MoviePass has less than two months left before it runs out of cash - and its latest changes won't save it


Hollis Johnson/Business Insider

Things are starting to look dire at MoviePass.

  • MoviePass' parent company, Helios and Matheson, has less than two months of cash left at the rate it was burning through its funds in the second quarter.
  • Even if it was able to reduce its burn rate as much as executives have stated, it still would have less than a month's worth of cash.
  • When it's run low on funds in the past, Helios and Matheson has repeatedly issued and sold new shares to raise cash.
  • But that tactic may be coming to an end; it already increased its share count by more than 9,000% in the last two weeks, and its stock price is inching closer and closer to $0.

Enjoy your MoviePass subscription while you've got it. You may not be able to use it two months from now.

Helios and Matheson, the parent company of MoviePass, has less than two month's worth of cash left, the company revealed Tuesday in its quarterly report.

And that may be overstating things. It could run out of cash much sooner than that if it has overstated the degree to which new restrictions on the service - including a new three-movies-a-month limitation - will reduce the rate at which it burns through cash.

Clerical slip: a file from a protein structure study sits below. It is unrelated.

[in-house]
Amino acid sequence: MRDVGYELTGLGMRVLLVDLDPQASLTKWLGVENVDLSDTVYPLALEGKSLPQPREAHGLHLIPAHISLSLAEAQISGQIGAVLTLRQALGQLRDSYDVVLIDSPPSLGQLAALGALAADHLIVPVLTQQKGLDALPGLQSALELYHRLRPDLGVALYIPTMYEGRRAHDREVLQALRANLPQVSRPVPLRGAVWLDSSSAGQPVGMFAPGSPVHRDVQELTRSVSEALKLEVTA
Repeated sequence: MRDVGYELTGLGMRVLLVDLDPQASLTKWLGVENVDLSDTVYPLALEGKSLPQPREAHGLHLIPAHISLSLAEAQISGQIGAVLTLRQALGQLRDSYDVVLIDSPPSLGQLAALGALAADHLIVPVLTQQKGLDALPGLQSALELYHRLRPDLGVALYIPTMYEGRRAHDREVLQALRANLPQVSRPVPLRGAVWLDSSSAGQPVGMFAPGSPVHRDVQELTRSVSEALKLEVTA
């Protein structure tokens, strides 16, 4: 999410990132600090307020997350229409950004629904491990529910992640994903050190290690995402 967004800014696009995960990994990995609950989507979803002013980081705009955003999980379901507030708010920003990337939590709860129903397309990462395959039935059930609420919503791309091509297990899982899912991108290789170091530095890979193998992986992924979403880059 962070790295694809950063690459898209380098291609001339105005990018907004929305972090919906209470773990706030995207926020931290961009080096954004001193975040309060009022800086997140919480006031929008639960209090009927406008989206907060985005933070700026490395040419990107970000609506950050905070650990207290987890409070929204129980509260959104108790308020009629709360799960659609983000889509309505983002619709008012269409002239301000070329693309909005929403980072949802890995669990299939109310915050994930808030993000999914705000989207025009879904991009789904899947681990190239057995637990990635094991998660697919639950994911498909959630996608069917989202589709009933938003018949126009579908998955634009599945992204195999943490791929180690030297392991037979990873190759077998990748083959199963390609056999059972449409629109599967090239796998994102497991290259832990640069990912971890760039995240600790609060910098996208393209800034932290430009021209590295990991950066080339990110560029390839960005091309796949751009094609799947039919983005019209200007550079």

The company cautioned investors in the report that its cash is running low and reissued a previously stated "going concern" warning. The company did not immediately respond to a request for further comment.

"Without additional funding, the company will not have sufficient funds to meet its obligations within one year from [Tuesday]," the company said in its quarterly report. "These factors raise substantial doubt about the company's ability to continue as a going concern."

As of Friday, Helios and Matheson had just $26 million in cash on hand. It had another $25.4 million on deposit at its merchant bank, which processes payments on its behalf.

By contrast, the company burned through more than $219 million in the second quarter. That's a rate of about $73 million a month - or nearly 50% more than all of the company's cash and accounts receivable on Friday.

MoviePass has been making changes to save cash

But Helios and Matheson has been making changes to its MoviePass service, which is its only significant business, to conserve cash. Most notably, it plans to limit the number of movies subscribers can see at no extra price to just three a month - down from one a day. MoviePass CEO Mitch Lowe told the Wall Street Journal he expected the changes, which take effect Wednesday, to reduce the company's cash burn rate by 60%.

Assuming that figure is accurate, it would mean that Helios and Matheson is now burning cash at a rate of about $29 million a month - or, again, more than the entire amount of cash it had on hand as of Friday.

And that's assuming things don't get dramatically worse, which again may be a big assumption. One of the things Lowe has repeatedly crowed about is the sharp rise in the number of MoviePass subscribers and the value of the data the company is collecting from them.